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7 Must-Have Tree Trimming Tips

Are you looking for tips on safe tree trimming? You came to the right place. Keep reading, and be informed.

 

Tree Trimming Safety

Perhaps you have done the simple trimming on your Christmas tree before. However, when it comes to eliminating broken or dead branches from a tree is a different story. Tree trimming is more than cutting branches—it requires a specific set of skills and the right equipment.

Performing tree trimming involves climbing the tree using hand-held tools such as chainsaws and trimmers. Tall trees require the use of an aerial lift to access branches that need to be trimmed. If you cut your tree without the proper knowledge and the right tools, you put yourself and your tree in danger. Tree trimming entails adequate training and experience, which is why professionals should do it.

Tree trimming banner photo of a branch being cut

Keep these tips in mind before trimming your trees:

  1. Wear the right PPE.

Don’t go to war without your armor. Make sure to keep your hands protected by wearing safety gloves. Wear a nonconductive hard hat if you’re working near electric lines. You will be exposed to wood particles and dust when trimming, which is why wearing goggles is imperative. Chainsaws and trimmers can produce a loud noise, so make sure to wear earplugs. You may need to climb the tree so secure yourself with non-slip footgear.

 

  1. Every tree is different. Plan your action carefully.

A different tree requires a different trimming approach. You may need a ladder for one tree, while you can handle the other just by climbing. In some instances, you will need an aerial lift or a safety harness to reach the branches that need trimming. Make sure not to use dull equipment because it can be harmful to you and your tree.

Be aware of the weather for the day. Put off the job on another day if you’re expecting bad weather, especially if you need to climb the tree. Inspect the site for any hazardous circumstances such as power lines and broken branches. Clean and keep your tools in check to make sure they perform well.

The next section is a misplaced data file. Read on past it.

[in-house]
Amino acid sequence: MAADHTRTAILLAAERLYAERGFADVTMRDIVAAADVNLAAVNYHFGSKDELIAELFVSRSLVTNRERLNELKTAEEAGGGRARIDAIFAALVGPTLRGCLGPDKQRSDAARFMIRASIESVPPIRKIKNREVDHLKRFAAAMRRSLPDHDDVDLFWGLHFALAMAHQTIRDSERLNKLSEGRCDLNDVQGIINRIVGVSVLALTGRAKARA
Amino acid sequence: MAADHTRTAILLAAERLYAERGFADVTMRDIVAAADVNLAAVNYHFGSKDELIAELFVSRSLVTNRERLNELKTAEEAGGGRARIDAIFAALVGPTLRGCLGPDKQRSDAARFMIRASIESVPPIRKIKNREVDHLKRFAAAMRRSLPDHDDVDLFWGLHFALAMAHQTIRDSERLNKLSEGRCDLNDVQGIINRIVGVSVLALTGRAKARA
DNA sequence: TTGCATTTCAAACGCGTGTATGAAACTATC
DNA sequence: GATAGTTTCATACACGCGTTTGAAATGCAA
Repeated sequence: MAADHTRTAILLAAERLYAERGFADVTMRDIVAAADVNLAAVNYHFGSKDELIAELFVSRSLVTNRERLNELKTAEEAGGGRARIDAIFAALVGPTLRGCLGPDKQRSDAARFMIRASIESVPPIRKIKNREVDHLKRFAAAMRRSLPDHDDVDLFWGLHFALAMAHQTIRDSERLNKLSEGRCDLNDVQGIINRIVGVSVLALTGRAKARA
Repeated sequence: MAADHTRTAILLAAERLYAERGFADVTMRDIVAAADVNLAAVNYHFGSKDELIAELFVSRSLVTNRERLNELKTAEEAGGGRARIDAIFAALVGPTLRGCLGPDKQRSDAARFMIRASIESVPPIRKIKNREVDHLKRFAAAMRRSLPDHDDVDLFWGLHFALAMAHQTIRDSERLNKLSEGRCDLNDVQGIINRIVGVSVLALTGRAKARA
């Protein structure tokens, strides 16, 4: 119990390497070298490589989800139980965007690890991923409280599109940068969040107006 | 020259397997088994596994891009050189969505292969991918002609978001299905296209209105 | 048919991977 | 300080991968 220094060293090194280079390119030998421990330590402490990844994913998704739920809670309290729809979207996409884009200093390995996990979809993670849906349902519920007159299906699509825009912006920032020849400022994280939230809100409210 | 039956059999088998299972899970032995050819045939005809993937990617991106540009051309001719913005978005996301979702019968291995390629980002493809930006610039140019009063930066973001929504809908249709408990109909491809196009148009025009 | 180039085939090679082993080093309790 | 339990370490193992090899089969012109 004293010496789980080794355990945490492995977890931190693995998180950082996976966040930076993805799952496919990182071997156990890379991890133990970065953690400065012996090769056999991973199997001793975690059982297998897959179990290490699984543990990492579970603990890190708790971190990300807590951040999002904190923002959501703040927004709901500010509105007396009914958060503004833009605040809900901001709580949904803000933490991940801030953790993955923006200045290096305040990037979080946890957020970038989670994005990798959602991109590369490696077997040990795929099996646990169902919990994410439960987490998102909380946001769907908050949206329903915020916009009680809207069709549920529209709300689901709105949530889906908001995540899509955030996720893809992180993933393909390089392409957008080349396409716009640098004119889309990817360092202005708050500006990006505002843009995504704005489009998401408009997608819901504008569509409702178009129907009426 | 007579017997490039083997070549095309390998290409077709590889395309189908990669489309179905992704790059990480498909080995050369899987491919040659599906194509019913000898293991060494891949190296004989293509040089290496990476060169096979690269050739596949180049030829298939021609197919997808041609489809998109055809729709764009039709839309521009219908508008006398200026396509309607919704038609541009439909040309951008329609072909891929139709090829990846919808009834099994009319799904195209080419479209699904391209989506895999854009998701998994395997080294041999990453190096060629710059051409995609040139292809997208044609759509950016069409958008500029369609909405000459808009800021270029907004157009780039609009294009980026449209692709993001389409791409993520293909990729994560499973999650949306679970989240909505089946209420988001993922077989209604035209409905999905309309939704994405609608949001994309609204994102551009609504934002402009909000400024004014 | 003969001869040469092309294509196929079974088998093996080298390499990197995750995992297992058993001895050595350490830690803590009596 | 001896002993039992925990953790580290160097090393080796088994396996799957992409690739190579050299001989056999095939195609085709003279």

1. Protect the people around you.

Put signs around your work area to warn your coworkers and pedestrians. If your tree is near the road, you should wear high visibility clothing. Consider the road’s speed limit so you can decide which signs are necessary.

 

  1. Work with a partner.

We always recommend working with a partner when trimming trees. Have someone who will stay on the ground while you work on cutting branches. Have proper training on how to do CPR and first aid in case something worse happens.

 

  1. Use nonconductive tools when working near power lines.

If you will require the use of a ladder or pole trimmers, make sure they are made of nonconductive materials. If these tools touch anything with electricity, you can end up being electrocuted. Working near power lines requires more precautionary measures to ensure you don’t get injured. Sometimes, even a downed power line can cause serious injury, so make sure to be extra careful.

 

  1. Don’t work too close power lines.

Keep a safe distance from electric lines. Never turn off power lines if you are not trained or authorized to do it. It is best to contact the utility service if you need to work close to a power line. They should be the one to de-energize the line before you begin your work.

 

  1. Assess the tree for weak and broken branches or limbs before you climb.

Remove weak and broken limbs as you climb. Don’t step on dead or split branches because they can break and cause you to fall. Climb the tree one step at a time, using separate limbs as support. You may need to use an aerial lift to access tall trees, but don’t attempt to do it unless you are trained in operating this equipment.